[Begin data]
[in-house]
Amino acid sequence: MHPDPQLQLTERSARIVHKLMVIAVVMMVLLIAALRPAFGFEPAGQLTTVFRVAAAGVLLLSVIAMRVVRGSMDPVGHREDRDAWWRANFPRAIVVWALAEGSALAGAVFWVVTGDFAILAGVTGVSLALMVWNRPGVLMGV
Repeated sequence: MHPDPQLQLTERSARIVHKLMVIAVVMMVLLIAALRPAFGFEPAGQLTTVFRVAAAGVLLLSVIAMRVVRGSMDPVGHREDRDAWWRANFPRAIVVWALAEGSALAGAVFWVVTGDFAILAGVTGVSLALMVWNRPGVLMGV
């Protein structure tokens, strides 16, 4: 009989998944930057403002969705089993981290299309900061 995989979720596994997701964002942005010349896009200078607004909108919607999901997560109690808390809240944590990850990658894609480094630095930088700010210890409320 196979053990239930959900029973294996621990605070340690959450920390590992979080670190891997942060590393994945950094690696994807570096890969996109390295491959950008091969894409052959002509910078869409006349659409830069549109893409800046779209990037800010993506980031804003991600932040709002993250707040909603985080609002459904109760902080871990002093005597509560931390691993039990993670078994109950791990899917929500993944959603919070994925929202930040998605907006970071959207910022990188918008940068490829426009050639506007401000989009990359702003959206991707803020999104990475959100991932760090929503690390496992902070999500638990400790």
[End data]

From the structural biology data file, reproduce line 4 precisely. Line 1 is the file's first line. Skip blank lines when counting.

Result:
């Protein structure tokens, strides 16, 4: 009989998944930057403002969705089993981290299309900061 995989979720596994997701964002942005010349896009200078607004909108919607999901997560109690808390809240944590990850990658894609480094630095930088700010210890409320 196979053990239930959900029973294996621990605070340690959450920390590992979080670190891997942060590393994945950094690696994807570096890969996109390295491959950008091969894409052959002509910078869409006349659409830069549109893409800046779209990037800010993506980031804003991600932040709002993250707040909603985080609002459904109760902080871990002093005597509560931390691993039990993670078994109950791990899917929500993944959603919070994925929202930040998605907006970071959207910022990188918008940068490829426009050639506007401000989009990359702003959206991707803020999104990475959100991932760090929503690390496992902070999500638990400790």